Where to Park Your Car During Your Trip

HSB Turning Torso with parking sign, Malmo, Sweden
••• Rune Johansen / Getty Images

There’s nothing quite like picking up a rental car, navigating unfamiliar roads, finding your hotel and being confronted by a forest of "No Parking" signs in a language you can't read. Throw in a case of jet lag and you have a recipe for true travel frustration.

To avoid this annoyance, let's take a look at vacation parking options.

Hotel Parking

When you book your hotel, take a moment to find out about parking.

Suburban hotels often have free parking lots; you park at your own risk, but you don't have to worry about looking for a place to put your car.

Downtown hotels may or may not have parking available. If they do, expect to pay big-city rates. Security can be a concern, too. The cost of your hotel room may have nothing to do with the security of the hotel parking area. Be sure you know how to contact police in case your car is broken into or stolen. Take everything out of your car each night so that would-be thieves have no reason to break a window.

In some cases, particularly in Europe, your hotel may not offer parking at all. Ask the desk clerk where to park and what to do about loading and unloading your luggage. In some cities, you may end up parking in a municipal metered lot; this option may require you to "feed" your meter every few hours during the business day. If you don't have anywhere else to leave your car and are staying in a large city, consider parking at a downtown train station, which will probably offer long-term parking.

City Parking

Ask anyone who has visited New York City – a big city is no place to bring a car. If you have no choice, check with your hotel or do some online research to determine the best place to park your car. If the train station offers parking, you may be able to leave your car there. Municipal lots and parking garages are also good options.

Check out the parking situation before your trip begins; TripSavvy's Travel Experts are wonderful resources.

If you need to park on the street or in a garage, find out how payment works before you leave your vehicle. In many European countries and large US cities, you will need to pay at a kiosk, get a receipt and place it on your dashboard to prove you have paid. (This can backfire if the local meter maid gets to your car before you make it back with the receipt, but such cases are fairly rare.) Washington, DC, and some other cities allow you to pay for parking with your smartphone. In Germany, you will need a Parkscheibe (parking disc) if you park in an area that requires one. You can buy one at a gas station or order one online.

Airports, Train Stations and Cruise Ports

You can find information about parking options at airports, train stations and cruise ports on their websites. If the website is in another language, read it using a translation tool. If you are not facing a language barrier, you can call the general information number for your train station, airport or cruise port.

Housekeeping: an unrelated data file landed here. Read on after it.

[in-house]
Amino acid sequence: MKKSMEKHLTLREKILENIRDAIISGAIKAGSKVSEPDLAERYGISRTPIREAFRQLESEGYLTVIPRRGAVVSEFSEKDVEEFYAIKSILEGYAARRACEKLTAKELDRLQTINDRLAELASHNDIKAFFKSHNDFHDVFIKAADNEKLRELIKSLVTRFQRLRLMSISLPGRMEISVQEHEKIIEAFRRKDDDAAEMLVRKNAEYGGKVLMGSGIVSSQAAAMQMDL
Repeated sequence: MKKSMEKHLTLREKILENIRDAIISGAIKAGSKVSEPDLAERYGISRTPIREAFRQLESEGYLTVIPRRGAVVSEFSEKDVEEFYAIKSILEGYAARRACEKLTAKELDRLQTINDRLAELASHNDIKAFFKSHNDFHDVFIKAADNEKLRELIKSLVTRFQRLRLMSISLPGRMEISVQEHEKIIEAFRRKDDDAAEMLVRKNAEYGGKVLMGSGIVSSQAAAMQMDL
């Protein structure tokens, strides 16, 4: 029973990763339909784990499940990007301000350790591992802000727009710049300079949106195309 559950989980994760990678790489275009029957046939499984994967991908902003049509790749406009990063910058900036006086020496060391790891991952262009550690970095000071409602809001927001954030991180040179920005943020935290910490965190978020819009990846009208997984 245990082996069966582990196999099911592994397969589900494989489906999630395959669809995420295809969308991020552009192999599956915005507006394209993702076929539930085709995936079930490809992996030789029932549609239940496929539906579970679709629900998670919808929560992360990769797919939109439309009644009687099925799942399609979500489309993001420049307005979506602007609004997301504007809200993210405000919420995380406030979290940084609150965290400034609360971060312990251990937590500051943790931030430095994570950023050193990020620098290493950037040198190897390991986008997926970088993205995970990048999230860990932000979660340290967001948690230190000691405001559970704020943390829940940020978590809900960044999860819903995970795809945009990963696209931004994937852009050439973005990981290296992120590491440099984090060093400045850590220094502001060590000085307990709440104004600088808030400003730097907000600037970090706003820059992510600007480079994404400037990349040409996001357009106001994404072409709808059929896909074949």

Airports offer many parking options, including hourly, daily and long-term parking. Private, off-airport parking services exist in many cities.

Plan ahead if you are traveling during a holiday period; airport parking lots fill quickly during the holiday season.

Train stations in small towns generally do not have many parking spots available, even if the station's website says there is ample parking. Train stations in major cities, on the other hand, usually have plenty of pay parking.

Cruise ports typically offer long-term parking for cruise passengers. You may need to show your cruise tickets in order to park.

In all of these situations, clean the passenger compartment of your car thoroughly. Don't leave anything visible that might inspire a thief to break a window. If you keep a GPS unit in your car, bring window cleaner and clean the inside of your windshield before you park. Take everything out of your car (even pencils) or hide it in the trunk.

Parking Information and Parking Apps

If you are looking for city- or hotel-specific parking information, start by visiting that city's or hotel's website. You can also call your hotel or the city's tourist information office to ask about parking options.

Most travel guidebooks offer only limited parking information because the writers tend to assume that most visitors use public transportation.

Visitors to many large cities can take advantage of the parking websites that now exist. Some of these websites allow you to reserve and pay for your parking space before you leave home.

If you own a smartphone, take advantage of the many parking-related apps that are available, including ParkWhizParkingPanda and Parker. Try any app you download in your local area before you decide to rely on it during your trip.